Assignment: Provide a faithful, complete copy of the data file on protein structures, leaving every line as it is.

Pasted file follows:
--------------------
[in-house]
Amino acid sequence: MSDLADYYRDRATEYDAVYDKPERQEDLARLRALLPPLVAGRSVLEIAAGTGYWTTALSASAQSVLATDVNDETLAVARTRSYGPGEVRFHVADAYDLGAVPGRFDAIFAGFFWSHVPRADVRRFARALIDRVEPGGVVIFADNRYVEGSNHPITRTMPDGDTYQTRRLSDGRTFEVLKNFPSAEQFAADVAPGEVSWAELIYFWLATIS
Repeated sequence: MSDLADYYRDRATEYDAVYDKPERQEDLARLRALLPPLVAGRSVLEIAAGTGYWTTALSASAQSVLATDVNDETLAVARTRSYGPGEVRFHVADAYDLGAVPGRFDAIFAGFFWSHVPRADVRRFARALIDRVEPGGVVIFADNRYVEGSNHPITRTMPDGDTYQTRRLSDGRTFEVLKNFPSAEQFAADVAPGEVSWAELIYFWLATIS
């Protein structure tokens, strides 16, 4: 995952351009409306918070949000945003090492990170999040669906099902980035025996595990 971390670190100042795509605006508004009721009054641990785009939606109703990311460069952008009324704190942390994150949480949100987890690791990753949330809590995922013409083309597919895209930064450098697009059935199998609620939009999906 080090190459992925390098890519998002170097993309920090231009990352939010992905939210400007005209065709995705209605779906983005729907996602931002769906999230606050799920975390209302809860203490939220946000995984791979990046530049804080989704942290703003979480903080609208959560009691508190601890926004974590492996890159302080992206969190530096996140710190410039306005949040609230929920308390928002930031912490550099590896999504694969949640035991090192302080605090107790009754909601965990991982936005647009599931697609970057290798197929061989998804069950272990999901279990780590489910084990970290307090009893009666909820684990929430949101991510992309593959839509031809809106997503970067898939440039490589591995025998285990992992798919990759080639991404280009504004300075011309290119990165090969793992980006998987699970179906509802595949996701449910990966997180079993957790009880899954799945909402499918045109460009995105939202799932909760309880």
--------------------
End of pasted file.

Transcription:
[in-house]
Amino acid sequence: MSDLADYYRDRATEYDAVYDKPERQEDLARLRALLPPLVAGRSVLEIAAGTGYWTTALSASAQSVLATDVNDETLAVARTRSYGPGEVRFHVADAYDLGAVPGRFDAIFAGFFWSHVPRADVRRFARALIDRVEPGGVVIFADNRYVEGSNHPITRTMPDGDTYQTRRLSDGRTFEVLKNFPSAEQFAADVAPGEVSWAELIYFWLATIS
Repeated sequence: MSDLADYYRDRATEYDAVYDKPERQEDLARLRALLPPLVAGRSVLEIAAGTGYWTTALSASAQSVLATDVNDETLAVARTRSYGPGEVRFHVADAYDLGAVPGRFDAIFAGFFWSHVPRADVRRFARALIDRVEPGGVVIFADNRYVEGSNHPITRTMPDGDTYQTRRLSDGRTFEVLKNFPSAEQFAADVAPGEVSWAELIYFWLATIS
């Protein structure tokens, strides 16, 4: 995952351009409306918070949000945003090492990170999040669906099902980035025996595990 971390670190100042795509605006508004009721009054641990785009939606109703990311460069952008009324704190942390994150949480949100987890690791990753949330809590995922013409083309597919895209930064450098697009059935199998609620939009999906 080090190459992925390098890519998002170097993309920090231009990352939010992905939210400007005209065709995705209605779906983005729907996602931002769906999230606050799920975390209302809860203490939220946000995984791979990046530049804080989704942290703003979480903080609208959560009691508190601890926004974590492996890159302080992206969190530096996140710190410039306005949040609230929920308390928002930031912490550099590896999504694969949640035991090192302080605090107790009754909601965990991982936005647009599931697609970057290798197929061989998804069950272990999901279990780590489910084990970290307090009893009666909820684990929430949101991510992309593959839509031809809106997503970067898939440039490589591995025998285990992992798919990759080639991404280009504004300075011309290119990165090969793992980006998987699970179906509802595949996701449910990966997180079993957790009880899954799945909402499918045109460009995105939202799932909760309880």